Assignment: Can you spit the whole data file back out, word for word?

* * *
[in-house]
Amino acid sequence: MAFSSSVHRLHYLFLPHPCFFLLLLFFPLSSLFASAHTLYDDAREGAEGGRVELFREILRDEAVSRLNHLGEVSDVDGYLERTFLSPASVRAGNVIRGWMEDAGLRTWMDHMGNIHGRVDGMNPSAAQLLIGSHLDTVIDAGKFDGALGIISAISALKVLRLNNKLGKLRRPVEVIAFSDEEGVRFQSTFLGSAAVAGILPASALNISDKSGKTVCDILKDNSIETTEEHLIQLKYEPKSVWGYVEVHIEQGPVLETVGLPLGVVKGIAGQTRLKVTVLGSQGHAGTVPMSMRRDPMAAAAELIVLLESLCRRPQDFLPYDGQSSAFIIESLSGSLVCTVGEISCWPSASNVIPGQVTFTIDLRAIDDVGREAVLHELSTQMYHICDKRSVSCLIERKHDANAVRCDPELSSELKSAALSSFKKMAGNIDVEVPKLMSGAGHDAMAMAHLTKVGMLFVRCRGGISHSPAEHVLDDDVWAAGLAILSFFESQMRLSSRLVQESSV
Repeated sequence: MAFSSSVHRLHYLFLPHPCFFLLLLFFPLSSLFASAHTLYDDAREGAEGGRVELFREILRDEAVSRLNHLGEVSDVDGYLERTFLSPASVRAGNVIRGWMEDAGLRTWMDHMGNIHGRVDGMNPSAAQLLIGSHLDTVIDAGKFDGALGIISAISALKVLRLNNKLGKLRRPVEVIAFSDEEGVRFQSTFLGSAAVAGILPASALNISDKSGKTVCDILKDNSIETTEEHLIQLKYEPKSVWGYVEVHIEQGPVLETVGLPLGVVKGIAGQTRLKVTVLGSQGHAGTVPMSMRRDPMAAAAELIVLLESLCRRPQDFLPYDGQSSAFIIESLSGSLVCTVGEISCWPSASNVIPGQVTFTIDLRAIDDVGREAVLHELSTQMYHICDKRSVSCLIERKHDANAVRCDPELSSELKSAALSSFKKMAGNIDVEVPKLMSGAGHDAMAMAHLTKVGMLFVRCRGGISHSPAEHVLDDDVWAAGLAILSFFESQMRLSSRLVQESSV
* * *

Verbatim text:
[in-house]
Amino acid sequence: MAFSSSVHRLHYLFLPHPCFFLLLLFFPLSSLFASAHTLYDDAREGAEGGRVELFREILRDEAVSRLNHLGEVSDVDGYLERTFLSPASVRAGNVIRGWMEDAGLRTWMDHMGNIHGRVDGMNPSAAQLLIGSHLDTVIDAGKFDGALGIISAISALKVLRLNNKLGKLRRPVEVIAFSDEEGVRFQSTFLGSAAVAGILPASALNISDKSGKTVCDILKDNSIETTEEHLIQLKYEPKSVWGYVEVHIEQGPVLETVGLPLGVVKGIAGQTRLKVTVLGSQGHAGTVPMSMRRDPMAAAAELIVLLESLCRRPQDFLPYDGQSSAFIIESLSGSLVCTVGEISCWPSASNVIPGQVTFTIDLRAIDDVGREAVLHELSTQMYHICDKRSVSCLIERKHDANAVRCDPELSSELKSAALSSFKKMAGNIDVEVPKLMSGAGHDAMAMAHLTKVGMLFVRCRGGISHSPAEHVLDDDVWAAGLAILSFFESQMRLSSRLVQESSV
Repeated sequence: MAFSSSVHRLHYLFLPHPCFFLLLLFFPLSSLFASAHTLYDDAREGAEGGRVELFREILRDEAVSRLNHLGEVSDVDGYLERTFLSPASVRAGNVIRGWMEDAGLRTWMDHMGNIHGRVDGMNPSAAQLLIGSHLDTVIDAGKFDGALGIISAISALKVLRLNNKLGKLRRPVEVIAFSDEEGVRFQSTFLGSAAVAGILPASALNISDKSGKTVCDILKDNSIETTEEHLIQLKYEPKSVWGYVEVHIEQGPVLETVGLPLGVVKGIAGQTRLKVTVLGSQGHAGTVPMSMRRDPMAAAAELIVLLESLCRRPQDFLPYDGQSSAFIIESLSGSLVCTVGEISCWPSASNVIPGQVTFTIDLRAIDDVGREAVLHELSTQMYHICDKRSVSCLIERKHDANAVRCDPELSSELKSAALSSFKKMAGNIDVEVPKLMSGAGHDAMAMAHLTKVGMLFVRCRGGISHSPAEHVLDDDVWAAGLAILSFFESQMRLSSRLVQESSV